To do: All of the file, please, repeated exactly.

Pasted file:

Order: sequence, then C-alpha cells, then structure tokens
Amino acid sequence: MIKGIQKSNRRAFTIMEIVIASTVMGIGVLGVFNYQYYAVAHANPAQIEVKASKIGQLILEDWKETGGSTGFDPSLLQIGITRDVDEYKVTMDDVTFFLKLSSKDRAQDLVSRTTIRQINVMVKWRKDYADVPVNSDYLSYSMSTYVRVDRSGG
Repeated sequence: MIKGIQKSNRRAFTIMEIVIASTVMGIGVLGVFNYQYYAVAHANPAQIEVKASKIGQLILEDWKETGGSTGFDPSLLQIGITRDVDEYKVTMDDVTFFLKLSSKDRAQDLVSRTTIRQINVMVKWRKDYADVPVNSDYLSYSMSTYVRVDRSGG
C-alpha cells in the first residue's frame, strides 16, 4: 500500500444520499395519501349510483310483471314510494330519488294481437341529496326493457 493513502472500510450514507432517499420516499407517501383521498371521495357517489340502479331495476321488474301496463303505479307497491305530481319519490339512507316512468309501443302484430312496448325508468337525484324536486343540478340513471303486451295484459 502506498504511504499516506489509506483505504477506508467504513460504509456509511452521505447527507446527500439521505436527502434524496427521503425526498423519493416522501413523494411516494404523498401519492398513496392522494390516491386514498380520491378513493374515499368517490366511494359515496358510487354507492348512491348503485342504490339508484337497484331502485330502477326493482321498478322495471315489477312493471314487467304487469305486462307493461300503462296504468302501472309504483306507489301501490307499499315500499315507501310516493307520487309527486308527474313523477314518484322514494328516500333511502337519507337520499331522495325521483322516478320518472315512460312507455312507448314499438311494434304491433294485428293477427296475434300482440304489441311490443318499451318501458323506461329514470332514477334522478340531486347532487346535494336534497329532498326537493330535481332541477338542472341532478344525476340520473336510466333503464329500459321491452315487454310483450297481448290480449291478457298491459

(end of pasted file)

Order: sequence, then C-alpha cells, then structure tokens
Amino acid sequence: MIKGIQKSNRRAFTIMEIVIASTVMGIGVLGVFNYQYYAVAHANPAQIEVKASKIGQLILEDWKETGGSTGFDPSLLQIGITRDVDEYKVTMDDVTFFLKLSSKDRAQDLVSRTTIRQINVMVKWRKDYADVPVNSDYLSYSMSTYVRVDRSGG
Repeated sequence: MIKGIQKSNRRAFTIMEIVIASTVMGIGVLGVFNYQYYAVAHANPAQIEVKASKIGQLILEDWKETGGSTGFDPSLLQIGITRDVDEYKVTMDDVTFFLKLSSKDRAQDLVSRTTIRQINVMVKWRKDYADVPVNSDYLSYSMSTYVRVDRSGG
C-alpha cells in the first residue's frame, strides 16, 4: 500500500444520499395519501349510483310483471314510494330519488294481437341529496326493457 493513502472500510450514507432517499420516499407517501383521498371521495357517489340502479331495476321488474301496463303505479307497491305530481319519490339512507316512468309501443302484430312496448325508468337525484324536486343540478340513471303486451295484459 502506498504511504499516506489509506483505504477506508467504513460504509456509511452521505447527507446527500439521505436527502434524496427521503425526498423519493416522501413523494411516494404523498401519492398513496392522494390516491386514498380520491378513493374515499368517490366511494359515496358510487354507492348512491348503485342504490339508484337497484331502485330502477326493482321498478322495471315489477312493471314487467304487469305486462307493461300503462296504468302501472309504483306507489301501490307499499315500499315507501310516493307520487309527486308527474313523477314518484322514494328516500333511502337519507337520499331522495325521483322516478320518472315512460312507455312507448314499438311494434304491433294485428293477427296475434300482440304489441311490443318499451318501458323506461329514470332514477334522478340531486347532487346535494336534497329532498326537493330535481332541477338542472341532478344525476340520473336510466333503464329500459321491452315487454310483450297481448290480449291478457298491459